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Messages from 19800

Article: 19800
Subject: Re: Design security
From: Peter Alfke <peter@xilinx.com>
Date: Wed, 12 Jan 2000 09:03:32 -0800
Links: << >>  << T >>  << A >>


Steve Rencontre wrote:

>
> I've just received an info sheet on the Cypress Delta39k family. Guess
> what? An SRAM CPLD and a flash memory in a 2-dice-per-chip package!
>
> This still isn't going to stop the bad guy with lots of money to spend on
> disassembling the chip, but it's got to be a good thing for intermediate
> security.
>
> --
> Steve Rencontre, Design Consultant
> http://www.rsn-tech.demon.co.uk

What does it take to dissolve some plastic? Twenty bucks?  Fifteen pound
sterling?
Looks like a token security to me. Somewhat like the door-lock on my house...

Peter Alfke, Xilinx Applications


Article: 19801
Subject: Re: Xilinx Spartan2
From: Greg Neff <gregneff@my-deja.com>
Date: Wed, 12 Jan 2000 18:06:14 GMT
Links: << >>  << T >>  << A >>
In article <387A38D6.9C2C0EE9@xilinx.com>,
  peter.alfke@xilinx.com wrote:
(snip)
>
> Spartan2 was officially announced today, Jan 10.
> If you are interested in details, click on
>
> http://www.xilinx.com/products/spartan2/index.htm
>
(snip)

I downloaded the data sheet, but all parts are shown as commercial
temperature only.  Any plans to offer industrial temperature grade?

--
Greg Neff
VP Engineering
*Microsym* Computers Inc.
greg@guesswhichwordgoeshere.com


Sent via Deja.com http://www.deja.com/
Before you buy.
Article: 19802
Subject: Lattice
From: elynum@my-deja.com
Date: Wed, 12 Jan 2000 19:17:05 GMT
Links: << >>  << T >>  << A >>
We have an ISPLSI2128VE Lattice cpld.  It keeps latching up.  The chip
gets really hot, intermittently. At first, I thought it was the fact
that we have 2 different power supplies on the board 3.3V and 5V and
that they were ramping up at different speeds.  Now, I think maybe it is
something with the chip.  Any suggestions?


Sent via Deja.com http://www.deja.com/
Before you buy.
Article: 19803
Subject: Re: Xilinx Spartan2
From: Ray Andraka <randraka@ids.net>
Date: Wed, 12 Jan 2000 20:04:28 GMT
Links: << >>  << T >>  << A >>
What are the differences between an XC2S50 (spartan 2) and a Virtex
XCV50 other than packaging options?

Mike Butts wrote:

> Peter Alfke wrote:
> > Spartan2 was officially announced today, Jan 10.
>
> Getting the Virtex features, especially the 4K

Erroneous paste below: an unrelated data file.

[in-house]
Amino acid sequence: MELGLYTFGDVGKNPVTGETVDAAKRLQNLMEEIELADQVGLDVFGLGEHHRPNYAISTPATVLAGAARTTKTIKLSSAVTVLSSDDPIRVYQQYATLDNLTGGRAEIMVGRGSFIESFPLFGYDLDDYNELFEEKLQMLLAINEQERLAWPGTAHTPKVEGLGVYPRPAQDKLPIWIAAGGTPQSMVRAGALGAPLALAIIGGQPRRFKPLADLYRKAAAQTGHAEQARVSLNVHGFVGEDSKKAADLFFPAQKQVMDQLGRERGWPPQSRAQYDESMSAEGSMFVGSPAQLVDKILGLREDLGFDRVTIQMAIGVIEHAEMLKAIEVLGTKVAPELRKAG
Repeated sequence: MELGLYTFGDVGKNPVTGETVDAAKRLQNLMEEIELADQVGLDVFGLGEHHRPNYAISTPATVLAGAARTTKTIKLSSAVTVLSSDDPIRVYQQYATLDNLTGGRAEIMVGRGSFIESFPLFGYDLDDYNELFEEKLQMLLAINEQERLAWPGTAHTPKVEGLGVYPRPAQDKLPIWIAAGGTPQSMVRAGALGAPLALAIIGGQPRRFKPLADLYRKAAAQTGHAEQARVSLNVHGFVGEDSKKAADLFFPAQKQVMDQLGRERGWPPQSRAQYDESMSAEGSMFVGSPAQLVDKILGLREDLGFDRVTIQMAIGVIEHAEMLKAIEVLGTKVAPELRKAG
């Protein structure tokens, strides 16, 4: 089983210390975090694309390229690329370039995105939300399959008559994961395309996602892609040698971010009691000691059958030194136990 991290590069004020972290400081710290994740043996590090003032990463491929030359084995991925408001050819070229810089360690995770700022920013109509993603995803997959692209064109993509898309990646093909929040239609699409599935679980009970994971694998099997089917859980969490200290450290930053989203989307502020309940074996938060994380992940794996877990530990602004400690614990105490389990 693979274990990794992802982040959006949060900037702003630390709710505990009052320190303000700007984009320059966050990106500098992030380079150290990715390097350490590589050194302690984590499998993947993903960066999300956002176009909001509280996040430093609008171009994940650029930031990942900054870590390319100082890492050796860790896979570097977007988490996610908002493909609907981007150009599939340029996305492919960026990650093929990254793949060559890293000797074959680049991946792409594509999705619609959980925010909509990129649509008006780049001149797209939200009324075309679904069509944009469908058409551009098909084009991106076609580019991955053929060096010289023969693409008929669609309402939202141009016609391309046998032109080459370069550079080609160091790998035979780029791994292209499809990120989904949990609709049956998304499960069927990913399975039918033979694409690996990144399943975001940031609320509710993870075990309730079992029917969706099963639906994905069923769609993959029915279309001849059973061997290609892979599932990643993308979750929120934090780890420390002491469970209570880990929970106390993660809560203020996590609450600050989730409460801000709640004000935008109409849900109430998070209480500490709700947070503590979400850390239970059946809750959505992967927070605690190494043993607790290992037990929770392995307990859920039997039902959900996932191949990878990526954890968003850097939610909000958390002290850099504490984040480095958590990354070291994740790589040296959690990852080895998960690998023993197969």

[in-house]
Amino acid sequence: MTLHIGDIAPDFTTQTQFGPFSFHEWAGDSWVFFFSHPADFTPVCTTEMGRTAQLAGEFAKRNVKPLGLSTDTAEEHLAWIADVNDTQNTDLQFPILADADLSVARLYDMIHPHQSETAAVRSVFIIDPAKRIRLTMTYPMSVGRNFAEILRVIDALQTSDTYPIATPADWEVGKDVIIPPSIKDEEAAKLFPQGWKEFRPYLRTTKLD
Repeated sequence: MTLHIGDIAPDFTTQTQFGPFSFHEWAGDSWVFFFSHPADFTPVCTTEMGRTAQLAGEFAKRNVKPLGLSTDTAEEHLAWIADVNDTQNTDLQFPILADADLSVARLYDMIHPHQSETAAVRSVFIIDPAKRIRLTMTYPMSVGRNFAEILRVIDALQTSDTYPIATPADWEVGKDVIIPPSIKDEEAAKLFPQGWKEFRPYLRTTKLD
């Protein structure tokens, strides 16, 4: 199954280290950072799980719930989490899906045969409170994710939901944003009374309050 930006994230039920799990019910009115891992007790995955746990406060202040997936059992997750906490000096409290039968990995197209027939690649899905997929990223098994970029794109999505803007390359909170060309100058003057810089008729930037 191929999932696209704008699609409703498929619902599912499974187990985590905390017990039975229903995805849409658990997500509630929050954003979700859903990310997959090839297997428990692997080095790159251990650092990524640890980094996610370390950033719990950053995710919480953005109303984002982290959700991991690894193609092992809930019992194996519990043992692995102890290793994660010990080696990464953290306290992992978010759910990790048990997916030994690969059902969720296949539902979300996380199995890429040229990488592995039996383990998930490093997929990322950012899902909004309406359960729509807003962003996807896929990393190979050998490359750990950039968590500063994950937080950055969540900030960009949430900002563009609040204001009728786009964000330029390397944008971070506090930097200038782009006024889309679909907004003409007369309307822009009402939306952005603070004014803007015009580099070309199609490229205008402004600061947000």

> block RAMs, in a small, lower cost form is great.
>
> You can put a whole CPU and its memory inside
> a Spartan2.  This will be very desirable for
> students and teachers of CPU design.  Also for
> anyone who wants an easily programmed controller
> inside their FPGA design.
>
> So, Peter, when will Spartan2 be supported by the
> Student Edition software?  The whole family,
> as with Spartan, right?
>
> Thanks!
>
>    --Mike Butts

--
-Ray Andraka, P.E.
President, the Andraka Consulting Group, Inc.
401/884-7930     Fax 401/884-7950
email randraka@ids.net
http://users.ids.net/~randraka


Article: 19804
Subject: Re: 100 MHz counters
From: Ray Andraka <randraka@ids.net>
Date: Wed, 12 Jan 2000 20:09:50 GMT
Links: << >>  << T >>  << A >>
The tough part about doing it this way is capturing the count reliably, especially if
the counted clock period is shorter than the ripple propagation time.  In order to
reliably measure the count, you need to gate the input clock and allow the counter to
settle before taking a reading.

Peter Alfke wrote:

> Different people, different views...
>
> I would use 4 individual clocks, and even use ripple counters, since they offer
> highest frequency resolution ( if needed ) and lowest power consuumption.
> Obviously, you have to accomodate the ripple delay when the counter stops, but
> that seems to be easily done in this design that looks like an event or frequency
> counter.
>
> I am a fan of global clocks and synchronous design, but that's not the best method
>
> for everything.
>
> Once a year I may disagree with Ray. Would become boring otherwise.
>
> Peter Alfke, Xilinx Applications
> ================================
>
> Ray Andraka wrote:
>
> > The way to do this is to synchronize your independent inputs to the global
> > clock then use the synchronized inputs to enable counters working on the global
> > clock.  You'll need a synchronizer circuit that generates a one clock wide
> > pulse for each 0 to 1 transition of the input clocks.  Your local clock will
> > have to be at least as fast as the fastest incoming clock, and if you can do 2x
> > it makes the synchronizing a whole lot easier.  The whole local counter doesn't
> > have to work at 2x, only the first few bits.  For that matter, you could
> > prescale the input clocks using small counters and then synchronize the
> > prescaled clocks to the global clock.  The prescalers should not be more than 2
> > bits (in the same slice or CLB) so that you can run them with a clock that is
> > routed on the general routing rather than on a global clock net.  If you are
> > careful about it, you can run the prescaler at a considerably higher frequency
> > than the global clock tree is capable of.  I think Peter Alfke did an app note
> > to this effect for a 400MHz freq counter a couple years ago (before virtex).
> >
> > "Kresten Nørgaard" wrote:
> >
> > > Andy Peters skrev i meddelelsen <85d9lj$18d7$1@noao.edu>...
> > > >Kresten Nørgaard wrote in message <857h4h$96j$1@news.inet.tele.dk>...
> > > >>Hi group!
> > > >>I'm looking into a new design, consisting of 4 pcs. of  32-bit 100 MHz
> > > >>asynchronous counters. When stopped, the counters are emptied into a FIFO
> > > >>(common to all counters - 32 kbyte size total). The FIFO's will be read
> > > >>through an ordinary 8 MHz CPU interface.
> > > >
> > > >Question: why an async counter?  Especially at 100 MHz?  you'd better off
> > > >with a synchronous counter and some logic that generates count enables.
> > >
> > > Quite right, but I figured, that I would need 4 "global" clocks to make 4